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Tom Cardamone: The Joys of Failed Normalcy

By, Vince A. Liaguno

Tom Cardamone’s writing style blends the nightmarish terrain of Clive Barker with the fetishistic sexual violence of Dennis Cooper to create wholly singular worlds in which normalcy and disturbing collide like two rush-hour commuter trains packed with passengers. Safe to say that while Cardamone’s fiction may not agree with those weak of stomach, those with a penchant for imaginative storytelling that pushes the limits of convention and stretches the mind's eye to distortion will find literary nirvana.

Yeah, Tom Cardamone’s fiction is a bit out there. But ask him if he minds that assessment and he’ll probably tell you it’s a compliment.

But, having just crossed the threshold of 40, the NYC-based speculative fiction writer isn’t interested in compliments on the normalcy of his life or career – whether discussing his long-term survival in the city that never sleeps or his humble beginnings writing reviews of books that chronicled the gay Asian experience for earlier incarnations of the Lambda Book Report. No, he wants to hear that his writing hits an uncomfortable nerve somewhere deep in the recesses of those subconscious dark sides.

And while Cardamone aims for nerves of a different kind in his periodic gay erotica outings, like his 2008 novel The Werewolves of Central Park and short story contributions to the anthologies Country Boys: Wild Cat Erotica, Best Gay Erotica 2008, Backdraft: Firemen Erotica, and Madder Love: Queer Men and the Precincts of Surrealism, it’s in discussing his darker stuff that one can almost imagine his eyebrows raise, then lower, in serious consideration of the ramifications of good versus evil and how the lines between the two get blurred when we surrender to the notion that both exist within each of us.

In his first collection of dark speculative fiction, Pumpkin Teeth (Lethe Press, 2009), Cardamone offers up a mix of thirteen original and previously published tales, ranging from “Suitcase Sam” – a twisted gay variation on (well, OK, complete contortion of) Boxing Helena – to the Greg Araki-esque “Mishima Death Cult.”

“I always knew what I would title my first short story collection,” Cardamone writes on his author website. “Most every story is a story of transformation, but I am fascinated by this particular bent of anthropomorphism, that not only do we project ourselves onto things, but then we become terrified of them, never realizing it’s the human qualities that are so frightening.”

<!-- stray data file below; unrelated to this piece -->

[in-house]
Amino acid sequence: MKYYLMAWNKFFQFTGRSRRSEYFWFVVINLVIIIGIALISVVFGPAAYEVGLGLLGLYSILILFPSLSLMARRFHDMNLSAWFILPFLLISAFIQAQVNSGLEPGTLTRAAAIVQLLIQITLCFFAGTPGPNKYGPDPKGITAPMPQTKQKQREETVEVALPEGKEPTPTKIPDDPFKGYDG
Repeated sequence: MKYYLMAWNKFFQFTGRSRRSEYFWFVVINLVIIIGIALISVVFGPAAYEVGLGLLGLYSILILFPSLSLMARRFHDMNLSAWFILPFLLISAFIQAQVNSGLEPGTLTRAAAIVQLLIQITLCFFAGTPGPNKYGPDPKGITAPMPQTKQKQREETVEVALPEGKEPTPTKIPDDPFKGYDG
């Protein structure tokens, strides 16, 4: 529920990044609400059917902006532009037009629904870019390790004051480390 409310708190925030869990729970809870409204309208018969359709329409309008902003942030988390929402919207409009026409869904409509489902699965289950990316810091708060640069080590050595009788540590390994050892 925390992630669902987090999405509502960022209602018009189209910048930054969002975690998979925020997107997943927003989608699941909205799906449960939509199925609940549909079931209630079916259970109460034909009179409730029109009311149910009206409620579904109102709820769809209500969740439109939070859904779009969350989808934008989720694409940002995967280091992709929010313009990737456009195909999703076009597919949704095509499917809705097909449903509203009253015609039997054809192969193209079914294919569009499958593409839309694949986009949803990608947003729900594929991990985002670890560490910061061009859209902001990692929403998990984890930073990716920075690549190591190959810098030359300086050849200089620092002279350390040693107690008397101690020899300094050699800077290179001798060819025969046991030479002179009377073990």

Dark Scribe Magazine decided to launch ‘Queer Horror’ month by sitting down with the frighteningly not frightening Cardamone to discuss the influences that informed his unique writing style, the discovery of the gay experience, and why he’s perfectly fine with having his work called “perfectly strange.”

Dark Scribe: How did you select the stories for Pumpkin Teeth? Were you limited to a certain number — if so, how did you make the final selections?

Tom Cardamone: Years ago, I’d read Nabokov’s A Baker’s Dozen and thought that thirteen was a perfect number of stories for a collection, or at least for me if I was ever lucky enough to cobble one together. When the publisher approached me about putting Pumpkin Teeth together, I gathered all my published work that had a dark speculative theme, then added stories that were unpublished or linked to anthologies that, sadly, went under, so they never had that chance to bloom in the moonlight.

Dark Scribe: If you had to pick a favorite story from the collection, which would it be and why?

Tom Cardamone: Oh, tough! I’m really partial to “Lightning Capital”, the first story. It’s a tale of a boy who can suddenly turn to lightning, and this illuminates his coming out process. I think it’s a favorite because I thought it up in the 11th grade and was sitting in my apartment one afternoon and realized I’d never bothered to write it down. So zap! It just poured out of me, after two decades I finally typed it out.

Dark Scribe: You worked in both the novel and short story formats. Which do you prefer and why?